This past May, a woman from Memphis temporarily lost custody of her young toddler son during a difficult divorce. In June, the woman was arrested in Michigan for kidnapping.
But it gets worse. When she was found in a Dearborn, Michigan hotel room, not only was her son kidnapped, but so was the boy’s 30-year-old father. She also had her 7-year-old son from another partner with her in the room. The toddler’s father, who had previously been granted full custody, returned to Memphis with his son. The seven-year-old son was released to an aunt in the Dearborn, Michigan area. When police did a background check on the mother, they found several active warrants from the 19th District Court of Tennessee.
Understanding laws around kidnapping in Tennessee
State law addresses kidnapping as false imprisonment under circumstances exposing the other person to substantial risk of bodily injury. As defined by § 39-13-302, a person commits the offense of false imprisonment when one knowingly removes or confines another unlawfully so as to interfere substantially with the other’s liberty. Kidnapping is a Class C felony, and false imprisonment is charged as a Class A misdemeanor.
Your Franklin divorce attorney can help you understand circumstances that could be considered kidnapping or false imprisonment of your own child. Here are some things to consider when you are consulting with your legal team:
- If you are still married and there is no court order of temporary custody, it is not illegal for the other parent to take your child. Should you be concerned about a flight risk or unstable situation for your child or children, talk with your counsel about your options.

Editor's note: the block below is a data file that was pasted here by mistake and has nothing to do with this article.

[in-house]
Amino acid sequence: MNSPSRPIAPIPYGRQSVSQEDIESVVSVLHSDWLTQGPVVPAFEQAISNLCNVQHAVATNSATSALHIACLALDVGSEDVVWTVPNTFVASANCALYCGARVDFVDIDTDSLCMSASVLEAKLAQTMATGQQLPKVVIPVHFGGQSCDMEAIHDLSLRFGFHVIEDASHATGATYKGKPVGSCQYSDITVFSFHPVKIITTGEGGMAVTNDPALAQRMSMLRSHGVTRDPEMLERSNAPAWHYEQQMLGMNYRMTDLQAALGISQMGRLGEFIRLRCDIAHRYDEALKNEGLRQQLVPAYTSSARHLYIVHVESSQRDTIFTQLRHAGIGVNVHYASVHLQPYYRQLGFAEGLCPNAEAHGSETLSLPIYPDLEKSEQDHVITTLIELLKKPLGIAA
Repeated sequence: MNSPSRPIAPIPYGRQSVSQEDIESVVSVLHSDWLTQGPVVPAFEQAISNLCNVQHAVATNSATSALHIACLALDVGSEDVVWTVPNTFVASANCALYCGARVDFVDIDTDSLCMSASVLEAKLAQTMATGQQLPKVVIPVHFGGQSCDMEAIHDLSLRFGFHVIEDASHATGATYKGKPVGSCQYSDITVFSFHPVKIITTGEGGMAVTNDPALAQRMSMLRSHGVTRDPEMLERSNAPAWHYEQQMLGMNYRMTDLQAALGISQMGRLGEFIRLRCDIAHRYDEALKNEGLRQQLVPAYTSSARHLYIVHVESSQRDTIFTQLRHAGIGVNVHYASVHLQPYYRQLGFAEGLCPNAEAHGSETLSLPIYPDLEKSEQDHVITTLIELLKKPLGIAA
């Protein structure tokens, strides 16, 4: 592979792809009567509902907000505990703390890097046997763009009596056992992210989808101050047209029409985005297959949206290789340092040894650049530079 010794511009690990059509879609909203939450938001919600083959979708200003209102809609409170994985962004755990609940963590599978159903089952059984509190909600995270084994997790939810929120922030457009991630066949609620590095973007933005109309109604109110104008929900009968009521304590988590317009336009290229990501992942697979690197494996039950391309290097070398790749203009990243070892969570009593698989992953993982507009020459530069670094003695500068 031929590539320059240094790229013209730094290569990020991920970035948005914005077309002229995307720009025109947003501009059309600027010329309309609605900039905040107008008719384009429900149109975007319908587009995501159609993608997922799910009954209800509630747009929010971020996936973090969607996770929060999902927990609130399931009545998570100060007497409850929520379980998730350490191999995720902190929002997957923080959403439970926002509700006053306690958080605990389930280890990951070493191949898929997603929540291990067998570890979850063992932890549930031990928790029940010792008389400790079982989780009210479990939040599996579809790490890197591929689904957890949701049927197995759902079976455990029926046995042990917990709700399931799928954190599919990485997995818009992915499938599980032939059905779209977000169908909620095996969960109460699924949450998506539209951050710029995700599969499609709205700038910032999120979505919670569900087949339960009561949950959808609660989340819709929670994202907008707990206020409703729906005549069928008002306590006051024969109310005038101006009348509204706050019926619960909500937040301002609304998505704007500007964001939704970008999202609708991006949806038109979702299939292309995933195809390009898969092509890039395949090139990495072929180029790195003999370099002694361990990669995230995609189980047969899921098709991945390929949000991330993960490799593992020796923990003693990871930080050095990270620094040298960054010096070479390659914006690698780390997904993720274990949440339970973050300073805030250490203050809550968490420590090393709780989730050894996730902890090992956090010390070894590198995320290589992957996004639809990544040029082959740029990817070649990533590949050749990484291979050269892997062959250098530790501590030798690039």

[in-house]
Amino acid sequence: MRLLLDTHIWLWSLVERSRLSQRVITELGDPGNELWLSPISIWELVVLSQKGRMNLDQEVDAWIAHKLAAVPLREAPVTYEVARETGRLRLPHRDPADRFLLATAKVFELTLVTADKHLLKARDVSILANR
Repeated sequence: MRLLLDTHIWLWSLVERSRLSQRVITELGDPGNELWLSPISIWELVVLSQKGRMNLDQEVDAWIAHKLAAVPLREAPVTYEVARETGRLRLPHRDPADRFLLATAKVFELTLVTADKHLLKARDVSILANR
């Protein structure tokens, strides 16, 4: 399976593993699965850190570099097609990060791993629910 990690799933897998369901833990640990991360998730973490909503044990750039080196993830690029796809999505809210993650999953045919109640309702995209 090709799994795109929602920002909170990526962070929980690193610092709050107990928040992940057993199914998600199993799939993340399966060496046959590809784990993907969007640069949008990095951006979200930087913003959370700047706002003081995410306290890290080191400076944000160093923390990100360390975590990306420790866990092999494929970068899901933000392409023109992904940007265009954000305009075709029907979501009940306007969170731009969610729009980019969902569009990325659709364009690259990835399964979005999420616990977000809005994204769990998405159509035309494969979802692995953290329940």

- If you have sole custody in your parenting plan and are not married, it is illegal for the other parent to take your child without notice and consent.
- If you share custody in your parenting plan and are not married, what constitutes kidnapping and what does not can be complicated. Make sure to review these parameters with your Franklin family lawyer.
If your former spouse or partner—the other parent of your child or children—takes or keeps your child when they have no right to, you should:
- Call the police immediately.
- Call your attorney and begin the process to file criminal charges.
- Contact the National Center for Missing and Exploited Children, if the police or your lawyer do not do this for you.
- File your complaint in Probate and Family Court.
If you are unsure of what your parenting plan and custody agreement look like, and you would like to take your child out of town, on a vacation, or to see family in another state, make sure you have consulted with your lawyer or the court so that you are not falsely accused of kidnapping your child or children. Sometimes good people make mistakes, and you can avoid that by knowing and abiding by the parameters of your parenting plan.
At the Law Offices of Adrian H. Altshuler & Associates, there are experienced and dedicated divorce and family law attorneys who can help you understand more about kidnapping during divorce proceedings, file charges if your child has been kidnapped, and potentially help you alter your parenting plan or custody agreement if necessary. If you need a family law advocate with years of experience to represent you in your Franklin, Brentwood, or Columbia divorce, call us at 615-977-9370 or use our contact form to schedule a consultation.